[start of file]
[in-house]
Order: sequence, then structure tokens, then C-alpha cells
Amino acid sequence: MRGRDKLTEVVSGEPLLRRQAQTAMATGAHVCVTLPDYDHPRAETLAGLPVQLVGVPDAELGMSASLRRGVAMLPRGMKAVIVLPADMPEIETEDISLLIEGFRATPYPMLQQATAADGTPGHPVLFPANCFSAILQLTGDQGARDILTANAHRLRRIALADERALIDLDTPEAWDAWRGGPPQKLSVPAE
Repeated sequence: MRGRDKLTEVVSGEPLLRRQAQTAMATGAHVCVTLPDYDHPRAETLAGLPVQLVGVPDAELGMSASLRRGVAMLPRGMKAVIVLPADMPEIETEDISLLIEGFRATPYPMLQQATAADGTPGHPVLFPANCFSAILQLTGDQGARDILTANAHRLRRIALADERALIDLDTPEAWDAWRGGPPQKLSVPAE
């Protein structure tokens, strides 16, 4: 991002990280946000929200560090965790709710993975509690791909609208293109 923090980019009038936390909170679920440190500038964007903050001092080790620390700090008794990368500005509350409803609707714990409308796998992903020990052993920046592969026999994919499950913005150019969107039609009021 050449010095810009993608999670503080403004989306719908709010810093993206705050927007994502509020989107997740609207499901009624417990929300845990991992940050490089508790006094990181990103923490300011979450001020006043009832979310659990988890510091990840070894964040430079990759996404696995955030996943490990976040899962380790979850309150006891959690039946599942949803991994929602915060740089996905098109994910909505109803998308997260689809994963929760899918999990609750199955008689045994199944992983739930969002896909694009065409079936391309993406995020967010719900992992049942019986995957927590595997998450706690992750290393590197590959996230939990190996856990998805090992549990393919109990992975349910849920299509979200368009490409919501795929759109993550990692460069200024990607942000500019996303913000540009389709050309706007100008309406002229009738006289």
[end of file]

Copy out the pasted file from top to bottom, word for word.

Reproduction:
[in-house]
Order: sequence, then structure tokens, then C-alpha cells
Amino acid sequence: MRGRDKLTEVVSGEPLLRRQAQTAMATGAHVCVTLPDYDHPRAETLAGLPVQLVGVPDAELGMSASLRRGVAMLPRGMKAVIVLPADMPEIETEDISLLIEGFRATPYPMLQQATAADGTPGHPVLFPANCFSAILQLTGDQGARDILTANAHRLRRIALADERALIDLDTPEAWDAWRGGPPQKLSVPAE
Repeated sequence: MRGRDKLTEVVSGEPLLRRQAQTAMATGAHVCVTLPDYDHPRAETLAGLPVQLVGVPDAELGMSASLRRGVAMLPRGMKAVIVLPADMPEIETEDISLLIEGFRATPYPMLQQATAADGTPGHPVLFPANCFSAILQLTGDQGARDILTANAHRLRRIALADERALIDLDTPEAWDAWRGGPPQKLSVPAE
């Protein structure tokens, strides 16, 4: 991002990280946000929200560090965790709710993975509690791909609208293109 923090980019009038936390909170679920440190500038964007903050001092080790620390700090008794990368500005509350409803609707714990409308796998992903020990052993920046592969026999994919499950913005150019969107039609009021 050449010095810009993608999670503080403004989306719908709010810093993206705050927007994502509020989107997740609207499901009624417990929300845990991992940050490089508790006094990181990103923490300011979450001020006043009832979310659990988890510091990840070894964040430079990759996404696995955030996943490990976040899962380790979850309150006891959690039946599942949803991994929602915060740089996905098109994910909505109803998308997260689809994963929760899918999990609750199955008689045994199944992983739930969002896909694009065409079936391309993406995020967010719900992992049942019986995957927590595997998450706690992750290393590197590959996230939990190996856990998805090992549990393919109990992975349910849920299509979200368009490409919501795929759109993550990692460069200024990607942000500019996303913000540009389709050309706007100008309406002229009738006289």